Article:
Supreme Court Ruled on GPS Tracking Case, Backs Privacy Rights
By Jess Bravin, Wall Street Journal, What They Know, January 23, 2012
WASHINGTON—The Supreme Court ruled Monday [in United States v. Jones] that police must obtain a warrant before attaching a GPS tracker to a suspect’s vehicle, voting unanimously in one of the first major cases to test constitutional privacy rights in the digital age. … The court split 5-4 over the reasoning behind Monday’s decision, with Justice Antonin Scalia writing for the majority that as conceived in the 18th century, the Fourth Amendment’s protection of “persons, houses, papers, and effects, against unreasonable searches and seizures” would extend to private property such as an automobile. …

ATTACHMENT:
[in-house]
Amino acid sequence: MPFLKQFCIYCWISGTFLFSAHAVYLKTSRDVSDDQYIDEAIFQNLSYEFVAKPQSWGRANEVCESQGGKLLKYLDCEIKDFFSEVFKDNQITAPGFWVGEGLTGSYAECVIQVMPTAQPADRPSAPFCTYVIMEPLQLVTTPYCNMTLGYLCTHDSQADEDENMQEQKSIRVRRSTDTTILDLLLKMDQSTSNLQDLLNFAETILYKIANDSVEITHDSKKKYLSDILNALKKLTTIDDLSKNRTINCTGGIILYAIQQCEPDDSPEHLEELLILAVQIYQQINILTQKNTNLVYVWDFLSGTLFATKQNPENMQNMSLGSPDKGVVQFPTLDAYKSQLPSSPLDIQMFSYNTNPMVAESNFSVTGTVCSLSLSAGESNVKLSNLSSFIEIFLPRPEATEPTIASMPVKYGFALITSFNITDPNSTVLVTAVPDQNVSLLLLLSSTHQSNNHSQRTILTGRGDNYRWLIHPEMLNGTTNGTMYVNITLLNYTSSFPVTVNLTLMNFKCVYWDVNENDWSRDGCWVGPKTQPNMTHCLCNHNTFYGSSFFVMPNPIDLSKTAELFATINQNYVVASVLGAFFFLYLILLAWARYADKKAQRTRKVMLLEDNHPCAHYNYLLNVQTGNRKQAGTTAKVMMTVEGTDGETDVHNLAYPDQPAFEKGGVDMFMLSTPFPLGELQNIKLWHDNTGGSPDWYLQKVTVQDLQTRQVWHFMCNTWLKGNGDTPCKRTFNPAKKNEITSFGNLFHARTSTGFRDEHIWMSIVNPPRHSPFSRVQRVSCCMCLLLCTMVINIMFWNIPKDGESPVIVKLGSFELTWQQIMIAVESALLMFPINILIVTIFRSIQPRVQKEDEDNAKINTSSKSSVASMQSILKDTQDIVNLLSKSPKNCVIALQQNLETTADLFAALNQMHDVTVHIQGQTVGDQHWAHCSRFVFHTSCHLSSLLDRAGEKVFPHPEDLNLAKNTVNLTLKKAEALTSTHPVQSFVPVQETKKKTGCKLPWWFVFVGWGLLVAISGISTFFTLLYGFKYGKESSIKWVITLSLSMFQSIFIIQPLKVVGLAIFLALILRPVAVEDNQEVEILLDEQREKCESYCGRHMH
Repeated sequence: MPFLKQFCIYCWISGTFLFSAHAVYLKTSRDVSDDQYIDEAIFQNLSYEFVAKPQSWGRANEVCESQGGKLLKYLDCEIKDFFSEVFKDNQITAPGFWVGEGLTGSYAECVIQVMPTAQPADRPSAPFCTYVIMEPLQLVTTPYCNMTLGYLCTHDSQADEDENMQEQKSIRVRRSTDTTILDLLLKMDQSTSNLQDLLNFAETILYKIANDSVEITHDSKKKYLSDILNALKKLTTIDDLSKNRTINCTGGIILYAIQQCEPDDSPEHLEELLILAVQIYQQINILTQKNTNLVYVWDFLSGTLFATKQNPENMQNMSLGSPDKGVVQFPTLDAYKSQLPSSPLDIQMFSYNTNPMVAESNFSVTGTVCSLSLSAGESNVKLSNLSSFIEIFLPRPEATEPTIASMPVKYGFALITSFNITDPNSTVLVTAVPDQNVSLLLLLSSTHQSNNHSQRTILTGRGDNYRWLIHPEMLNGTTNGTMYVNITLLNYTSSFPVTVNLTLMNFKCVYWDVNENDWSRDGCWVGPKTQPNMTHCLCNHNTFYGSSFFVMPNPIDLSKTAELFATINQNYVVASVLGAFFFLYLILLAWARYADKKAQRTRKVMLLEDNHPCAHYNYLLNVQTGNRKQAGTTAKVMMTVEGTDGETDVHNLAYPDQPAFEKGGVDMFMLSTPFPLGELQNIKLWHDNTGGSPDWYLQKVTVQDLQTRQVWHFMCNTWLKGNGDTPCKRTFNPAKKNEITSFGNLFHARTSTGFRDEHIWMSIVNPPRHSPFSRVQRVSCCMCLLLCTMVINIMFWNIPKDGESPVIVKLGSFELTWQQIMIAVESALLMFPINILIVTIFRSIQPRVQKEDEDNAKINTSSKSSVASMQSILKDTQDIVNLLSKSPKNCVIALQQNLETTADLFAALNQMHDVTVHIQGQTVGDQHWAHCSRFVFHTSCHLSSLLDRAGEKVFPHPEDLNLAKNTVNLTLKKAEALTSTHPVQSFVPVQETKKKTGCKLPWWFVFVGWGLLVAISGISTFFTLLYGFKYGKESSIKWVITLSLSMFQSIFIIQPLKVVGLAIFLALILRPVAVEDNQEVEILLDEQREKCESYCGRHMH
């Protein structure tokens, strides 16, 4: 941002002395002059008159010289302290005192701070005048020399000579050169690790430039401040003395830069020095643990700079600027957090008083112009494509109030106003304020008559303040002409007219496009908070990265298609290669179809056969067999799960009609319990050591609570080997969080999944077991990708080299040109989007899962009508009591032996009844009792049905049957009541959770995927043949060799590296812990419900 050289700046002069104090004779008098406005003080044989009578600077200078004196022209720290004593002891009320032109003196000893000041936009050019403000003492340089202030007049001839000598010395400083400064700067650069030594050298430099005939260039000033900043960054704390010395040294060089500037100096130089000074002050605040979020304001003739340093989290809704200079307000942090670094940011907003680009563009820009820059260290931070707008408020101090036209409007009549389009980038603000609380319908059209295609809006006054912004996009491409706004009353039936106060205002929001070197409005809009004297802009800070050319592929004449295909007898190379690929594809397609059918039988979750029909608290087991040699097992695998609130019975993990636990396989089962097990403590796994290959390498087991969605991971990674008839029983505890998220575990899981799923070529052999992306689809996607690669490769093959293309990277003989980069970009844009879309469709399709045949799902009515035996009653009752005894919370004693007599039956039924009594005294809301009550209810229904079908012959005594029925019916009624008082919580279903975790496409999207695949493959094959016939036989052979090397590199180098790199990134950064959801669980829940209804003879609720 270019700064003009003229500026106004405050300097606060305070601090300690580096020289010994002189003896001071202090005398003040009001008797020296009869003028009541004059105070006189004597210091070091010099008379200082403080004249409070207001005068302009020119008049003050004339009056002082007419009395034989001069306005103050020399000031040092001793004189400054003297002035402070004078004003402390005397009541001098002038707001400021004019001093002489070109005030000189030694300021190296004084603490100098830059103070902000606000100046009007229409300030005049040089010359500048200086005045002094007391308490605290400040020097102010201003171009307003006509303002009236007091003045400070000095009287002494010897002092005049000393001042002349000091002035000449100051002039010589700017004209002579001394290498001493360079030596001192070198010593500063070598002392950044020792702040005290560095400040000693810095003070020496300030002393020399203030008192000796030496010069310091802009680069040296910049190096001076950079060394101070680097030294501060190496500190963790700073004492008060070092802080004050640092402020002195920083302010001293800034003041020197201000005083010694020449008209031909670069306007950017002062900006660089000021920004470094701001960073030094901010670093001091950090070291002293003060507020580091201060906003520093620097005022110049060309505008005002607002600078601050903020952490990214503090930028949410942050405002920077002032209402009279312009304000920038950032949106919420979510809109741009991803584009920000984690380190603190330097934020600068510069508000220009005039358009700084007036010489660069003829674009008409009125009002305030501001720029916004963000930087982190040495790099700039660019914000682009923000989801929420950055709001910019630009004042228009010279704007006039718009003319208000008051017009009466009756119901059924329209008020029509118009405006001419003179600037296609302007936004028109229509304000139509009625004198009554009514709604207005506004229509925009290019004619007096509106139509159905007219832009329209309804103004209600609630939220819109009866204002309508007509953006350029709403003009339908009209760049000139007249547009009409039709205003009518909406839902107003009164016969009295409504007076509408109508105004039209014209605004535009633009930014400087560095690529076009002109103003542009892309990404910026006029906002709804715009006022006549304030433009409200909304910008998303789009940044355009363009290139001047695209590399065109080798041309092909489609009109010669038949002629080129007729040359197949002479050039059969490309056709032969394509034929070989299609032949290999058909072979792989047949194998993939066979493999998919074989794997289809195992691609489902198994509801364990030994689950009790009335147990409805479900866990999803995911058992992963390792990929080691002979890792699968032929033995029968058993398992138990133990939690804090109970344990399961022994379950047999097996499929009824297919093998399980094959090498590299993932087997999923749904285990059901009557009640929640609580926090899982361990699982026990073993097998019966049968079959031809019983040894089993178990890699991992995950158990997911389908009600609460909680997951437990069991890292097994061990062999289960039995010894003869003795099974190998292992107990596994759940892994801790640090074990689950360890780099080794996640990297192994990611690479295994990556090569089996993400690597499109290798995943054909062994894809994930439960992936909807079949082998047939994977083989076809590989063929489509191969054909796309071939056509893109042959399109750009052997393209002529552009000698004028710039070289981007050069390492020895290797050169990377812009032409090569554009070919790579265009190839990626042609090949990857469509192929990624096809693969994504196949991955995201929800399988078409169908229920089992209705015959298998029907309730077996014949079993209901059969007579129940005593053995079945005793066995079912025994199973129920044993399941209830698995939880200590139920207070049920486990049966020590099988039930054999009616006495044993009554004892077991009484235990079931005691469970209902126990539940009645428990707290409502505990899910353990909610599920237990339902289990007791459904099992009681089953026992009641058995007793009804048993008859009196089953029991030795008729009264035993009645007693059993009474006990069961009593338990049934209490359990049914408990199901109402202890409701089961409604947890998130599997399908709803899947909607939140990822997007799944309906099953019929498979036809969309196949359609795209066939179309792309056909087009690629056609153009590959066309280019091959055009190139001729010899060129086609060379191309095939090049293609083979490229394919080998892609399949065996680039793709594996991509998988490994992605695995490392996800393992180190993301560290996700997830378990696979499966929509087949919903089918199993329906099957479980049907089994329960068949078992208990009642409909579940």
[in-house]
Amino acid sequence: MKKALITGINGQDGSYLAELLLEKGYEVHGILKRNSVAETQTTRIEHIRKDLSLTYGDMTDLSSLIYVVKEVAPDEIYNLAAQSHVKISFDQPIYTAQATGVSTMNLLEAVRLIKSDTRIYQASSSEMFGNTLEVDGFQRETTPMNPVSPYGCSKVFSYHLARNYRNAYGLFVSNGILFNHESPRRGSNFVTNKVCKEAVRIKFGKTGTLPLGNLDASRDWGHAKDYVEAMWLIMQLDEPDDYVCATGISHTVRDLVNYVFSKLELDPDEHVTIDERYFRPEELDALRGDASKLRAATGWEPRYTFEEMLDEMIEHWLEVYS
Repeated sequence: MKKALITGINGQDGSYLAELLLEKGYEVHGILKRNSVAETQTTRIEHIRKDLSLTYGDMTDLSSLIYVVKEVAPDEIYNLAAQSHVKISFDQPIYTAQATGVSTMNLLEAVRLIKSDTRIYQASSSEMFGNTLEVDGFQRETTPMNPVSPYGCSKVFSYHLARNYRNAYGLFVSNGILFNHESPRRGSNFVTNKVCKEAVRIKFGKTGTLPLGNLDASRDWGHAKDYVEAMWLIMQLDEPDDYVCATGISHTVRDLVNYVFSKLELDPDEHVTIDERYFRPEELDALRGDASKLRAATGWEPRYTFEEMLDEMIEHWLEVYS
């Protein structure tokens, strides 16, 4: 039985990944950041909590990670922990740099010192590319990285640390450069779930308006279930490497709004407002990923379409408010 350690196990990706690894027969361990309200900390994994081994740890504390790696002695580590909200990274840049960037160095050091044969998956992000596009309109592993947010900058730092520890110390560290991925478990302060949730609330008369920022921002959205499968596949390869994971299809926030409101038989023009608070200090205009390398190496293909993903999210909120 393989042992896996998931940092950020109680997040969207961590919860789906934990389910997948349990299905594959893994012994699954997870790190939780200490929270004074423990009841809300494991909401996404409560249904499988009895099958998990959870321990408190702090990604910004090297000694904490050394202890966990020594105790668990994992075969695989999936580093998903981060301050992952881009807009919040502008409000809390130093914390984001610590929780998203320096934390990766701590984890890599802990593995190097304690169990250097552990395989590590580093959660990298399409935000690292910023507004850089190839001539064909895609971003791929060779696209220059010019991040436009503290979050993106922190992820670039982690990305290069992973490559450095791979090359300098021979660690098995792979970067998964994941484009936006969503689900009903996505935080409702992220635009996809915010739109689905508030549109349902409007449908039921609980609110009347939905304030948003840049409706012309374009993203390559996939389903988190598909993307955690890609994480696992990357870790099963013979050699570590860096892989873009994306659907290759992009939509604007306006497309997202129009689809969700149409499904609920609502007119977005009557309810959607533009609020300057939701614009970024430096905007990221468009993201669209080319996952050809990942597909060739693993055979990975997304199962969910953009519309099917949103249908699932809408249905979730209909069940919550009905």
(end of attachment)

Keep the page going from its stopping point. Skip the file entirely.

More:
For full text of the article, visit Supreme Court Backs Privacy Rights in GPS Case – WSJ.com.
For full text of the Court’s opinion in United States v. Jones, click here.
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